From 1500 on the Prince-Archbishopric of Bremen belonged to the Saxon Circle, an administrative substructure of the Empire. The Prince-Bishopric of Verden, on the other hand, belonged to the Lower Rhenish–Westphalian Circle and sent its own representative to the Diet; when the two prince-bishoprics were ruled in personal union, in order to maintain the two seats in the Diet they were never formally united in a real union. The same is true for the collectively governed Duchies of Bremen and Verden which emerged in 1648 from the secularised two prince-bishoprics. In the different historical struggles for expansion of territory or privileges and the concerned and disfavoured entity's defence against such annexation or usurpation, plenty of documents have been forged or counterfeited or backdated, in order to corroborate one's arguments. "These forgeries have drawn a veil before the early history of the Hamburg-Bremen." The foundation of the diocese belongs to the period of the missionary activity of Willehad on the lower Weser.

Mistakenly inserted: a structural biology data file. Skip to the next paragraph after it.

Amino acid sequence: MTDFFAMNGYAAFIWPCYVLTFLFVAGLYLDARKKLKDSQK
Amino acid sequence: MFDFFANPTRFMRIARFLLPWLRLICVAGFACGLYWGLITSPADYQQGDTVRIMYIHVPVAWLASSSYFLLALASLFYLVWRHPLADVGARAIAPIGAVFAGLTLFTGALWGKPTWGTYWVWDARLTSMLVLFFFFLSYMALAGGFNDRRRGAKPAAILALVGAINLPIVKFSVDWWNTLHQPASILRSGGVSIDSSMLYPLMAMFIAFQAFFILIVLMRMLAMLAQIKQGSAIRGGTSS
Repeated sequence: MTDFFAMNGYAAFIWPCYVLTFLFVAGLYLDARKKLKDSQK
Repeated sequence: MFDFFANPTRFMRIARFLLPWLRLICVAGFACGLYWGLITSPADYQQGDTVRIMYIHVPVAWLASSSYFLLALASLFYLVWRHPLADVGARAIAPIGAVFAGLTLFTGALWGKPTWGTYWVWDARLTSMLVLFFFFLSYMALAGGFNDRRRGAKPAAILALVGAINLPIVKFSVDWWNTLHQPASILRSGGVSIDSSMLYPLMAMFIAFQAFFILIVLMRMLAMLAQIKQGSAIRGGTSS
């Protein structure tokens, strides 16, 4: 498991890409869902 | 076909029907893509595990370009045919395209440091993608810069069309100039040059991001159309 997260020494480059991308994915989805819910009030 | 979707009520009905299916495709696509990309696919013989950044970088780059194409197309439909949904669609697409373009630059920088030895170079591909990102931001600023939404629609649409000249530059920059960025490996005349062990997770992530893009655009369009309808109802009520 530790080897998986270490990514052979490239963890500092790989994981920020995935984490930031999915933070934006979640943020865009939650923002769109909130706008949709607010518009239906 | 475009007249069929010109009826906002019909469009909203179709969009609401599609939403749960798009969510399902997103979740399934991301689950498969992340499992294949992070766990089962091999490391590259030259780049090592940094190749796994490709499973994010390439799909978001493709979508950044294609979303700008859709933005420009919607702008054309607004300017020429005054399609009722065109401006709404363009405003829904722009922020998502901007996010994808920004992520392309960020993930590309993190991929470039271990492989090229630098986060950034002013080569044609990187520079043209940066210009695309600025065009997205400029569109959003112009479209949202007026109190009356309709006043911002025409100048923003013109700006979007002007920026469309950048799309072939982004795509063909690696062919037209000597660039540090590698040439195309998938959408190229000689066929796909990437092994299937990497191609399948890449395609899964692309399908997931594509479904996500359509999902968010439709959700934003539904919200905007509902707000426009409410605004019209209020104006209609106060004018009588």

It was erected 15 July, 787, at Worms, on Charlemagne's initiative, his jurisdiction being assigned to cover the Saxon territory on both sides of the Weser from the mouth of the Aller, northwards to the Elbe and westwards to the Hunte, the Frisian territory for a certain distance from the mouth of the Weser. Willehad fixed his headquarters at Bremen, though the formal constitution of the diocese took place only after the subjugation of the Saxons in 804 or 805, when Willehad's disciple, was consecrated bishop of Bremen, with the same territory; the diocese was conceivably at that time a suffragan of the archbishops of Cologne, this is at least how they corroborated their claim to supremacy over the Bremian see. When, after the death of Bishop Leuderich, the see was given to Ansgar, it lost its independence, from that time on was permanently united with the Archdiocese of Hamburg; the new combined see was regarded as the headquarters for missionary work in the Nordic countries, new sees to be erected were to be its suffragans, meaning subject to its jurisdiction.